One more thing, we will need a final check – “stress testing” of the current system. The purpose of this “stress testing” would be to determine a high level of understanding of whether the system is even capable of taking off or is it too heavy. The stress testing would challenge the system, processes, and people throughout the ecosystem in different ways. Some examples might include a unit upset, a spot cargo opportunity, pipeline maintenance event, last minute volume requests, weather delays, early arrivals, demand changes, or coordination issues between planning and execution. It is as if you are circulating a questionnaire to the ecosystem and asking them how they would respond to the stress testing. You take the answers and compile them in a way that the data can be visualized into a quantifiable result. You then take these answers and combine with the actual historic data and determine what are the biases present in the system and at which levels.

With this well-defined framework we can focus on and dive deeper to derive meaningful insights. Armed with deep insights into the dimensions, types, and layers of the ecosystem we can design a stress test that would provide direction to get to the Evolution of blending. You may be asking, what is the Evolution of gasoline blending.

Let me start with our first example. Let us say you have a spot cargo that fetches a good price, but you will have to give away octane on this blend. Commercially, you would certainly do it while trying to minimize the giveaway and keep an acceptable speed of blend, keeping in mind the next cargos, so as not to incur excessive demurrage.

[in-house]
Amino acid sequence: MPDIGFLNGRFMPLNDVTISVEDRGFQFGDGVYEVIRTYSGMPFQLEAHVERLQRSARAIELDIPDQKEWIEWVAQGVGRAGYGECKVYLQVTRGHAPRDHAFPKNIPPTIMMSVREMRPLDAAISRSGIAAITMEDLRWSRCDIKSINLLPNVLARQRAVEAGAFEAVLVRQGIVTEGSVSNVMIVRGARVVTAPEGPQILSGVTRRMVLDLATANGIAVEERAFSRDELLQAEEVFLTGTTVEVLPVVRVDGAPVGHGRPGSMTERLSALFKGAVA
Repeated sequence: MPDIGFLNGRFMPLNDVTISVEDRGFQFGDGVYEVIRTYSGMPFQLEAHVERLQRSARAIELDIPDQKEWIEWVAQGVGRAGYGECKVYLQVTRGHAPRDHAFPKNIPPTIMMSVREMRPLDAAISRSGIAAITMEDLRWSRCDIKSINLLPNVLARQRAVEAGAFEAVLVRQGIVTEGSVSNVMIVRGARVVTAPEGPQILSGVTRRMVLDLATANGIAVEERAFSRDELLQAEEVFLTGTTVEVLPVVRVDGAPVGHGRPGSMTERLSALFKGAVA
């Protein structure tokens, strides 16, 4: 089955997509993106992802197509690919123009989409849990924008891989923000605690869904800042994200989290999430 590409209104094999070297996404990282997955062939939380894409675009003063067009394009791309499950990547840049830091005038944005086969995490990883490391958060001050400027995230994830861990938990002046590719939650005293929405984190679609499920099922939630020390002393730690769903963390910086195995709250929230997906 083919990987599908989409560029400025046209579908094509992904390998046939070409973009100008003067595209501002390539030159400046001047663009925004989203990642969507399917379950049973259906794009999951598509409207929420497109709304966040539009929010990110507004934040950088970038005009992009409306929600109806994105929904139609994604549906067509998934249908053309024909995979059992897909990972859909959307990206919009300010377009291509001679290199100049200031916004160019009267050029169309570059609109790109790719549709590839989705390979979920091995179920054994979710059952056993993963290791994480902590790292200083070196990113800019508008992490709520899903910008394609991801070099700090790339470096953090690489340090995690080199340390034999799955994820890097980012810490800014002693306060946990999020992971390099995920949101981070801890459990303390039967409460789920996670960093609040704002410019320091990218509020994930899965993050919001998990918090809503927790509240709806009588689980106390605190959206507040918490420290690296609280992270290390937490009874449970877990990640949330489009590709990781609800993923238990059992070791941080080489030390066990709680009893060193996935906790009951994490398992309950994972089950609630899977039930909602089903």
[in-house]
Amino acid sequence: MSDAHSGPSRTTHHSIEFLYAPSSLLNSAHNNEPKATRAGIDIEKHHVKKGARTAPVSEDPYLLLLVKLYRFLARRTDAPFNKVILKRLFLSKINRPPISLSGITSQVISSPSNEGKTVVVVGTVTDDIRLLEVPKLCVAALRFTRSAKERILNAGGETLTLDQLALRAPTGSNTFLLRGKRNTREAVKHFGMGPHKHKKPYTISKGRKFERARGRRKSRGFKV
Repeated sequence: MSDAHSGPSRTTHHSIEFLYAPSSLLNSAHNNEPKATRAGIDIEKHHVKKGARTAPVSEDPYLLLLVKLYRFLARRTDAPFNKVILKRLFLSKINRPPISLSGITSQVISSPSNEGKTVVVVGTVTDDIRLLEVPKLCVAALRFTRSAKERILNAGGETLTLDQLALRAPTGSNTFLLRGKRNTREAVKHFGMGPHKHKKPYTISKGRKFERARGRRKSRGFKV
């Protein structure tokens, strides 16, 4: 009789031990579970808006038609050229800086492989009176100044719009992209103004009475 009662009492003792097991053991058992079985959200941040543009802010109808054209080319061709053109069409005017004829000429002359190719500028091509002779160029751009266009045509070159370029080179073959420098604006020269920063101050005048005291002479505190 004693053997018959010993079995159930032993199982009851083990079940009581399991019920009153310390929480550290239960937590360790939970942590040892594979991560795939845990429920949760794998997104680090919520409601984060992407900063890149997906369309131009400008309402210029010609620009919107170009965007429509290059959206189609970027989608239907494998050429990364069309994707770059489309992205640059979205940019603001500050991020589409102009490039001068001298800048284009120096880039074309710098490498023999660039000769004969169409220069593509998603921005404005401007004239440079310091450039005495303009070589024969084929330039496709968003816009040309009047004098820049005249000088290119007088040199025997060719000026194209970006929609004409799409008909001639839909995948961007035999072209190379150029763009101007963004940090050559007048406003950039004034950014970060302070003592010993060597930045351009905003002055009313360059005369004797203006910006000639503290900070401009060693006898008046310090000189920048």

Another example could be a planned turnaround and on a base level you are gathering, or dispensing gasoline components based on monthly commitments. The commercial need here is to maximize profit during the turnaround while maintaining a consistent supply in quantity and quality to customers. Commercially if an opportunity arises one would sell a spot cargo before the turnaround for a hefty margin and make up the committed volume later by a swap.

The Evolution of blending will be evangelizing this commercial mind set throughout the ecosystem. Current offline and online blend optimization software encompass these commercial aspects but unfortunately, they sit siloed in each layer and sometimes more silos exist within each layer.

In our next blog we will dive deep into each layer and discuss their systems, processes, and people. Who does what, how often, how the information flows, and what bottlenecks exists? This exercise will help us define our stress testing process and the parameters needed to be included in the testing.

At Becht, we provide expert consulting and plant services to refineries and chemical plants in this value chain optimization space. Contact us to discuss how Becht can help you in this evolving space of gasoline blending.

If you would like to contact the author or anyone at Becht regarding your blending questions, please click below:

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GoTo Part 2 of this Blog


About The Author

Wajid Shaik is a Strategic Business Planning Manager focusing on value chain Optimization. With over 20 years of experience in the oil and gas industry, Wajid has held various roles at AVEVA, Motiva, Astra Oil Company, Petrobras, and Trafigura. He has blended gasoline and other hydrocarbons in trading and refining environments. He has blended gasoline on tanks, barges, and ships. Wajid has a BS Engineering degree from Osmania University.

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The Evolution of Gasoline Blending